Organising a panel discussion and finding yourself criticised for lack of diversity? Do you have an all male panel (manel)? Fear no more. Here are some handy tips how to react.
Deep breath. Don’t panic. Remain calm.
Not easy … do not take the challenge personally. Please don’t give up at the first hurdle. Sexism is widespread and will not go away tomorrow. It is a journey, start it now. One step at a time. Be glorious. You can lead by example!
Back to basics (skip)
Why is diversity important? The more people of different walks of life you get involved in your event, the wider the ensuing debate’s net can be cast. I suspect curating a wider debate is what your panel discussion is all about. Why else hold a discussion round? (Otherwise reassess the need for the event. Maybe it is a safe space event for a particular group to coalesce?) It is quite logical that different angles can illuminate different corners of the room. We all end up more enlightened and brighter at the end of the event.
Why is it so often about women and gender?
First off, women are not a minority. In fact as a world population women are a slight majority (for some quirky reason of nature/nurture). Cutting out women and their experiences from debates cuts out the life world and lived experience of the majority.
Yes, women are often minorities in certain fields. Take engineering, women make up less than 10% of engineers. There are some blind spots for women in engineering, I write about it a little bit here. I think that it is quite agreeable to say that everyone’s voices should be heard though. Women often do have a different angle on matter, due to different experiences. These experiences can be women-related, or they can be related to the place women hold in a certain society or at a workplace. Why not endeavour to include that angle?
Oh yes, it is arbitrary to a degree. Due to the sheer size, women are not a homogenous group. Neither are men. We also operate in a dominant system (that feminist theory calls patriarchy), and women may have learnt to unreflectively live in that system and (at least superficially) adopt its rules. This can go both ways for a woman: adopting the “quiet and demure woman” position or, for example as an engineer or a manager, effectively becoming male/masculine in their approach to colleagues, projects and the workplace. In both ways, albeit for different reasons, it isn’t easy to be heard as a woman. Yes, it is a dilemma. But cutting out a vast proportion of the general population does not sound like a good idea. (Yes, we need to talk about our current gender dichotomy, but that would take it way too far in this post.)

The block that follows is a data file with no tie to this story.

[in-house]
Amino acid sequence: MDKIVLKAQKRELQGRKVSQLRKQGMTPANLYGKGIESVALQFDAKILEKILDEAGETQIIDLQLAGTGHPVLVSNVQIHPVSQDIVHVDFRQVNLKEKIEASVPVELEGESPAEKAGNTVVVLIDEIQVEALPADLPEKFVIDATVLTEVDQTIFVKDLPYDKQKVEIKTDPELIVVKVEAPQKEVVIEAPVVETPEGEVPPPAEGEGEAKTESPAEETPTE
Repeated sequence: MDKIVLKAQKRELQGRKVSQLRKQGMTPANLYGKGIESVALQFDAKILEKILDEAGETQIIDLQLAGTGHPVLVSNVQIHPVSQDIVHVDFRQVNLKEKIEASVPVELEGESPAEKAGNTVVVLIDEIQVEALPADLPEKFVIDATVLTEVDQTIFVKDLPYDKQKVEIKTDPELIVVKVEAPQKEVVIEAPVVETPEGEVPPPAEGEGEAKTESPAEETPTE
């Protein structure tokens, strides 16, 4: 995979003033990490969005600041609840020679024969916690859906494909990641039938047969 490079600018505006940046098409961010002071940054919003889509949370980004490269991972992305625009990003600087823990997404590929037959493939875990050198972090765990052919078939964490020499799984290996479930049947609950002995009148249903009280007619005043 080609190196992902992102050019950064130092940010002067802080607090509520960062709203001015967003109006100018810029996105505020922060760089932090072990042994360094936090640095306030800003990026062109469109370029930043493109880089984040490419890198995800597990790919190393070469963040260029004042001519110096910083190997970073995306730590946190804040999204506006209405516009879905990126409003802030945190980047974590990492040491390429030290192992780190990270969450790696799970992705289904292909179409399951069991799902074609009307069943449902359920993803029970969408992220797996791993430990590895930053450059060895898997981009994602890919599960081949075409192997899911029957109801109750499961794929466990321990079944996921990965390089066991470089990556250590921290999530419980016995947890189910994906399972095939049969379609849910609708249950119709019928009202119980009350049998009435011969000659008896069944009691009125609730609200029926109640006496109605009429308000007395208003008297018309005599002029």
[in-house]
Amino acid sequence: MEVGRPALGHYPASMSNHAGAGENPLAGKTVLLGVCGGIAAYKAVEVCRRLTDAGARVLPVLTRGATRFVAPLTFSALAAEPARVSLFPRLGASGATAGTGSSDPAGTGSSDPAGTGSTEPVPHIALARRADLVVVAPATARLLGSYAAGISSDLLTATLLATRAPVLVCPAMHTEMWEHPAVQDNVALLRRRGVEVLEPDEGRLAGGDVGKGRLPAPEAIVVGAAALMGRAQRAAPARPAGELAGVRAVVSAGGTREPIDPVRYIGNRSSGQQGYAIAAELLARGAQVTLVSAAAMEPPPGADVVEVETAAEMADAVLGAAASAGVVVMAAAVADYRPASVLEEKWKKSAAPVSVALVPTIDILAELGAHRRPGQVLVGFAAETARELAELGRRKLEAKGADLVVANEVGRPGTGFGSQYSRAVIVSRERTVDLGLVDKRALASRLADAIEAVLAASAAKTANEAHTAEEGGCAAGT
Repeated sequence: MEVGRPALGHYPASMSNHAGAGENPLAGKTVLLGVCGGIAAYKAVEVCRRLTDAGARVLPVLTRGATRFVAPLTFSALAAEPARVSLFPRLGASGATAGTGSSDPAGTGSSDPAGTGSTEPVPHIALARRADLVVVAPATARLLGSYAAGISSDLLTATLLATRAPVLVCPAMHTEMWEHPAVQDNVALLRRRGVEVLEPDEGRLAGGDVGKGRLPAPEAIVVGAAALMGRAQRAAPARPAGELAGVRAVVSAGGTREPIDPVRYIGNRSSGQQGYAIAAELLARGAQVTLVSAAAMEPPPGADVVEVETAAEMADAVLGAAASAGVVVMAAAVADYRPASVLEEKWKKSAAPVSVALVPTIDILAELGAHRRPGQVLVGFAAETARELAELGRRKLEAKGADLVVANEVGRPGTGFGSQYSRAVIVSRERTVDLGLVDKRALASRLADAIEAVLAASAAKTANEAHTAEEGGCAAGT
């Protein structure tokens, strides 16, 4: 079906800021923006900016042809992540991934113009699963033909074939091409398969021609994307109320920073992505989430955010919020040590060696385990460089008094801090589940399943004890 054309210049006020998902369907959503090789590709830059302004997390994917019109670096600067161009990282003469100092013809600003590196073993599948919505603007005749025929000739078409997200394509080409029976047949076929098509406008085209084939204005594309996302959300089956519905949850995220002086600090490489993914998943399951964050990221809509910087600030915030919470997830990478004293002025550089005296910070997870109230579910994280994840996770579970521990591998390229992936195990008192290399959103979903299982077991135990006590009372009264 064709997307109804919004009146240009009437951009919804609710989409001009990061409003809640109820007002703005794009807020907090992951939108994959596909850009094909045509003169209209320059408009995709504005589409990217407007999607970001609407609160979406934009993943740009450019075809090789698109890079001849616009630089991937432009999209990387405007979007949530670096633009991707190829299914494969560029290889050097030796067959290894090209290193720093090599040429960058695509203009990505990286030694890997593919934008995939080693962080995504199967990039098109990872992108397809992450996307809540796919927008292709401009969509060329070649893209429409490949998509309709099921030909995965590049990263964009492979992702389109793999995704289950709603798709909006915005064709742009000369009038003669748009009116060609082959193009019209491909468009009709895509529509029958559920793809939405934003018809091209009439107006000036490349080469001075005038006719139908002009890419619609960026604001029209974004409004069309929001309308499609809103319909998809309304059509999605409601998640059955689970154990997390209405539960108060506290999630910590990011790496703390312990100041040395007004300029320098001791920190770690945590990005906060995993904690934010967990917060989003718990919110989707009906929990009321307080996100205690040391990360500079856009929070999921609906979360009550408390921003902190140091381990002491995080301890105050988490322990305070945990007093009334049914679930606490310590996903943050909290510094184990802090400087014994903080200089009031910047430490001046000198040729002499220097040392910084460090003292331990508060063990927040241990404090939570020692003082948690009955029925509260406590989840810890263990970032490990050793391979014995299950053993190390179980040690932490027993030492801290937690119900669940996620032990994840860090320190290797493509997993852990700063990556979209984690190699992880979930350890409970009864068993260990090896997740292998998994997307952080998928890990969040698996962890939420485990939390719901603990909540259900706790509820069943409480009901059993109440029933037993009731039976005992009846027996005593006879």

I want to make this clear. When we talk about true minority groups (for example disability, cyclists) the reasoning for inclusion are not the same (to the women/gender position). The reasons are different and must be handled under the values of equality and fairness. The question must be “Why is it important to give this particular minority group a voice? What does it say about our societal values if we don’t?” Some may argue that patriarchy essentially makes women a minority group (minor in consideration and voice). Either way, diversity is a good thing.
Here are some ideas how to get women on panels
- Get a diverse organising team – get people involved earlier on, at the stage of making decisions on the programme and subjects.
- Ask women directly! Ask a friend to make a connection, ask around!
- Be proactive about this, and be prepared to do a little bit of research. Which civic society groups (or (sub) committees of organisations etc) could you approach and ask for a woman speaker?
- Look at your time and day for your event (especially goes for getting a diverse audience) and ask who can truly attend.
- You noticed you have been invited to speak at a manel (all male panel)? Decline and suggest your excellent woman colleague as your replacement speaker to the organisers.